Let us assume that you expect the rally in metals market to continue and you want to buy 1000 stocks of Freeport-McMoRan Copper & Gold Inc. (FCX), the world's largest publicly traded copper producer. You can buy these stocks through a broker paying a considerable portion (according to the regulatory norms of the Federal Reserve, the initial margin is currently 50% in the U.S.) of the total value of these stocks and take a leverage from the broker for the other part and, moreover, paying commission to the broker.

CFD Margin Explained
2.5%
Margin

Instead, you can buy CFD contract for 1000 FCX stocks. To buy this contract you would have to make much lower margin deposit (2.5% of the total value of stocks provided by IFC Markets).

Trading Stocks, Commodities, Indices and Currencies

A CFD (Contract for Difference) is a universal trading instrument, which has gained much popularity in the last years. With the help of CFDs, it has become possible to trade on the price movements of various financial instruments, without the need to possess them physically. Nowadays, CFDs allow to trade not only stocks but also major indices, currencies and commodities.

Trading on both Rising and Falling Markets

CFD is a flexible investment instrument. When you believe the market will rise you can make a profit by buying CFD which is known as going long. You can also speculate on falling prices by selling CFDs, known as going short. Holders of open buy positions on Stock CFD get a dividend adjustment equal to the announced dividend payment amount, if they have a long position open on the instrument at the beginning of trading session on the adjustment payment day (coincides with the ex-dividend date). In contrast, the dividend adjustment is deducted from customer's account in case of a short position.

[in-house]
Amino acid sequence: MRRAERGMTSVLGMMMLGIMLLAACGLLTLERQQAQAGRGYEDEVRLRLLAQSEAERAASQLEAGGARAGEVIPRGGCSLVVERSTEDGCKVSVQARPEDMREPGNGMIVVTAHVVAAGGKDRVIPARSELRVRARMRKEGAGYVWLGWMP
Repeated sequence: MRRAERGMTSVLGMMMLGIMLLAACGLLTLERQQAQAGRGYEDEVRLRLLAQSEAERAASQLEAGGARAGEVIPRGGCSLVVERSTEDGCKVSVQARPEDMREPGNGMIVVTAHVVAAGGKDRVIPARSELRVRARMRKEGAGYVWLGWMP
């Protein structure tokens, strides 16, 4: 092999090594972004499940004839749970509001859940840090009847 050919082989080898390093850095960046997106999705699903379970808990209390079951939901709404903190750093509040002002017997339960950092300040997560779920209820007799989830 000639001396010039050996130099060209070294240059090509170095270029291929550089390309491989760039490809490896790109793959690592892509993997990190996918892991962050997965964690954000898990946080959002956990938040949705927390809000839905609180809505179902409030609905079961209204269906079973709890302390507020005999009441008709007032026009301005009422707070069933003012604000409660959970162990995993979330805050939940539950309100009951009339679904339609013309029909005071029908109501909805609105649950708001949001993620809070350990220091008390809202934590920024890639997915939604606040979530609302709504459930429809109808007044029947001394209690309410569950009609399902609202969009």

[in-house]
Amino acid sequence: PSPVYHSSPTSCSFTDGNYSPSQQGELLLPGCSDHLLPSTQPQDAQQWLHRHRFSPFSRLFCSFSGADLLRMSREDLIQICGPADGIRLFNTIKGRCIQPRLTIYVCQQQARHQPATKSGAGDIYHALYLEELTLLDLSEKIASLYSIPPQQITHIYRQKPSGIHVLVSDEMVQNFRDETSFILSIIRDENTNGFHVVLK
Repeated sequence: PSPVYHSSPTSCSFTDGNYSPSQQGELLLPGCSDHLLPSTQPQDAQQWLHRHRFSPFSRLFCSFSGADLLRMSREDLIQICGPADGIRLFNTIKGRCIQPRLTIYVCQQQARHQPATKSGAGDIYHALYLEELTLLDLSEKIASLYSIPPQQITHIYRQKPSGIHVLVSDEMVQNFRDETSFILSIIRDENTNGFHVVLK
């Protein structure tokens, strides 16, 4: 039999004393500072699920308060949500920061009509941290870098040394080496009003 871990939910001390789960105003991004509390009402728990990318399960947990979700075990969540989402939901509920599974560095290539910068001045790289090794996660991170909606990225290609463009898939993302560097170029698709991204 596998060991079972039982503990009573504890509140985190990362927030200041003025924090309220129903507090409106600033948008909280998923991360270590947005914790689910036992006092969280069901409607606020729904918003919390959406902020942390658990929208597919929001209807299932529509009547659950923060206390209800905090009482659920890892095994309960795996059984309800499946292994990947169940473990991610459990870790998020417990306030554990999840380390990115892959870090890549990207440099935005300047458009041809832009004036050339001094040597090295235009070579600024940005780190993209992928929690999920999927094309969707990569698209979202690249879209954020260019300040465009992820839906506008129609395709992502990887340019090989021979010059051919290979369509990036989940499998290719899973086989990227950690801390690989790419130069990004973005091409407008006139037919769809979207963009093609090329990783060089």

Hedging the Investment Portfolio

If you believe that stocks you own are going to fall in price but still want to hold them, you can use the hedging strategy to protect your portfolio from risks by opening a short CFD position on your stocks portfolio. Your profits from going short in CFDs will reimburse the loss from the falling prices of the assets in your portfolio. You will carry lower transaction costs compared to hedging by selling the physical stocks in order to buy them back cheaper later.

Investment Portfolio

Bottom line on What is CFD Trading

CFDs can be seen as an advanced trading strategy that is mostly used by experienced traders.

CFDs are high risk speculative derivatives that only sophisticated investors can use to place bets on what the price of the underlying security will be at some point in the future. It takes skill.

The benefits of CFD trading include lower margin requirements, easy access to global markets, no short or day trading rules, and little or no commissions. However high leverage increases losses when they occur, and having to pay the spread to enter and exit positions can be costly when there are no large price movements.